"Exploding with violence and seething with arousal, the third novel by Marlon James cuts a swath across recent Jamaican history...This compelling, not-so-brief history brings off a social portrait worthy of Diego Rivera, antic and engagE, a fascinating tangle of the naked and the dead."
--"The Washington Post
""A strange and wonderful novel...Mr. James's chronicle of late 20th-century Jamaican politics and gang wars manages consistently to shock and mesmerise at the same time."
--"The Economist ""
""James has written a dangerous book, one full of lore and whispers and history... [a] great book... James nibbles at theories of who did what and why, and scripts Marley's quest for revenge with the pace of a thriller. His achievement, however, goes far beyond opening up this terrible moment in the life of a great musician. He gives us the streets, the people, especially the desperate, the Jamaicans whom Marley exhorted to: 'Open your eyes and look within: / Are you satisfied with the life your living?'"
--"The Boston Globe "
" "
"Thrilling, ambitious...Both intense and epic."
--"Los Angeles Times"
"A prismatic story of gang violence and Cold War politics in a turbulent post-independence Jamaica."
--"The New Yorker"
"I highly recommend you pick ["A Brief History of Seven Killings"] up. As a book of many narrators, this novel reminds me of Roberto Bolano's "The Savage Detectives.""
--NPR, "All Things Considered "
"An impressive feat of storytelling: raw, uncompromising, panoramic yet meticulously detailed. The Jamaica portrayed here is one many people have heard songs about but have never seen rendered in such arresting specificity--and if they have, only briefly."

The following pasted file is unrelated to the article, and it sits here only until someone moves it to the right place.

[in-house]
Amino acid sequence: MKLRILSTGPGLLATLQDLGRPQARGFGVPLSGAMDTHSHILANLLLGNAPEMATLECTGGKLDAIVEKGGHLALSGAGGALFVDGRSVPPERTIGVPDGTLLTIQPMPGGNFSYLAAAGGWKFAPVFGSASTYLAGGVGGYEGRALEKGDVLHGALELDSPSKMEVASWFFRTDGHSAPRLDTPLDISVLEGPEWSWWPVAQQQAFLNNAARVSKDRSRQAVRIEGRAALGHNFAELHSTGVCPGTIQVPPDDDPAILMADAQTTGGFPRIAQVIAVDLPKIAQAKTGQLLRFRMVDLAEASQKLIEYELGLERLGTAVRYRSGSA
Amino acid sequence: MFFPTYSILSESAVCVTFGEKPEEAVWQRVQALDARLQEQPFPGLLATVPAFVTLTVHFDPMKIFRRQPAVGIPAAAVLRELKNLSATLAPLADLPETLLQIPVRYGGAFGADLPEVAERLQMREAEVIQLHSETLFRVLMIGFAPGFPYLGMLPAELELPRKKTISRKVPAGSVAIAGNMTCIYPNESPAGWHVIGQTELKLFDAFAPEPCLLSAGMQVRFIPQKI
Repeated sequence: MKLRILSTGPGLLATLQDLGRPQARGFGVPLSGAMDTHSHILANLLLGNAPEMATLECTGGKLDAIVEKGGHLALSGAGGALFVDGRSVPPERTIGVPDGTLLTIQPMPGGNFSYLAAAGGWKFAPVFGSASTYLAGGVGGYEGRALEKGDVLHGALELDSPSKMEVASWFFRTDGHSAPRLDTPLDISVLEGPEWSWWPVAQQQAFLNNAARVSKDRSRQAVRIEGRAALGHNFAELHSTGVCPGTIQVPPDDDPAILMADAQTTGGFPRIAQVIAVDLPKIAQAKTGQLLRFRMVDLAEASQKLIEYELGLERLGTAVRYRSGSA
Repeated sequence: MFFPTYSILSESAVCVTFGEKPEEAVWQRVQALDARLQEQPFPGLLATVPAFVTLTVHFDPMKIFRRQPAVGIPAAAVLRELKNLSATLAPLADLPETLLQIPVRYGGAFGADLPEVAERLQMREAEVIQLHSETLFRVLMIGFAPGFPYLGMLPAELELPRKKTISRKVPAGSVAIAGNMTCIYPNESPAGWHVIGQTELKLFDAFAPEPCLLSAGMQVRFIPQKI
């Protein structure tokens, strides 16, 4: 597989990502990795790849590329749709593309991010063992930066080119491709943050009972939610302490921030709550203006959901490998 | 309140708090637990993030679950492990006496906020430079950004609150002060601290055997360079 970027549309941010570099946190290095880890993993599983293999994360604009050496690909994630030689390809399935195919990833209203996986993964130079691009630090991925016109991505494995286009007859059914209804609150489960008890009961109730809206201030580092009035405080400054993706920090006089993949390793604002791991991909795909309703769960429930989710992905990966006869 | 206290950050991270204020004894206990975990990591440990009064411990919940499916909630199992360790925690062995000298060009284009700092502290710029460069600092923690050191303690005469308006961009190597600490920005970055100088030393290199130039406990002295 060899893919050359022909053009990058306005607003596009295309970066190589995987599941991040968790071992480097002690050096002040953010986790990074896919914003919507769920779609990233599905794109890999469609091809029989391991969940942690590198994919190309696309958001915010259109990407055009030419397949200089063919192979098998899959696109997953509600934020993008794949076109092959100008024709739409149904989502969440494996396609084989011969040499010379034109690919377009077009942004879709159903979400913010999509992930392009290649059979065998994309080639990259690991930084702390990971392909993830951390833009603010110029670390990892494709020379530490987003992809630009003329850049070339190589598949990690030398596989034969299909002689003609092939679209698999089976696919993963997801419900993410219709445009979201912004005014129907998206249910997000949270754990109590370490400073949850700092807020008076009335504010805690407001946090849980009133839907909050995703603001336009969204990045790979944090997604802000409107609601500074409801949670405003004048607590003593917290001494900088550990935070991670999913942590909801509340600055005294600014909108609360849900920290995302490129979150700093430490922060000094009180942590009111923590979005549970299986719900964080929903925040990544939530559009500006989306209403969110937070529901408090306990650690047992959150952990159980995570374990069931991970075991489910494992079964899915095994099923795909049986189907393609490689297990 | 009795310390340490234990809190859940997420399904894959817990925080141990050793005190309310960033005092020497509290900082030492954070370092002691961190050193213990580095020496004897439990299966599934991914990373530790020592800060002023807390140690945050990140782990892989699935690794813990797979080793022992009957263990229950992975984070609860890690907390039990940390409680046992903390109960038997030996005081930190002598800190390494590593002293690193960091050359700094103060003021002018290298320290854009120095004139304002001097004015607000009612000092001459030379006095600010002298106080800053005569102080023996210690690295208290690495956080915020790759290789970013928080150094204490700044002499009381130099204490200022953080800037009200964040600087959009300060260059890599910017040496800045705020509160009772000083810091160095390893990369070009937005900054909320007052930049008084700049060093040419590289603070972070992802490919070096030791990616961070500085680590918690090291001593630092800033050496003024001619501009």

--"Chicago Tribune"
"A sweeping novel that touches on family, friendship, celebrity, art, sexuality, ghetto politics, geopolitics, drug trade, gender, race and more, sending the reader from Jamaica to New York via Miami and Cuba and back."
--"Newsweek"
"Like a capacious 19th-century novel crossed with a paranoid Don DeLillo conspiracy-theory thriller...the book rewards time spent, bringing a complex perspective on violence, corruption, and the untidiness of humanity to vivid life and astonishing detail. It makes you want to rush out and read everything else James has written."
--"The Philadelphia Inquirer"
"The way James uses language is amazing....Vigorous, intricate and captivating, "A Brief History of Seven Killings "is hard to put down."
--"Ebony "
"A gripping tale in which music, drugs, sex, and violence collide with explosive results."
--"Bustle "
"James's masterful novel radiates; [it's] a character-driven tale that takes place in a maelstrom of guns, drugs and politics."
--"Playboy"
"Brilliantly executed... The novel makes no compromises, but is cruelly and consummately a work of art."
--"The""Minneapolis Star Tribune "

[Marlon James] is a virtuoso [the novel" "is] an epic of postcolonial fallout, in Jamaica and elsewhere, and America s participation in that history. the book is not only persuasive but tragic, though in its polyphony and scope it s more than that .It makes its own kind of music, not like Marley s, but like the tumult he couldn t stop.
"New York Times Book Review"
Nothing short of awe-inspiring.
"Entertainment Weekly"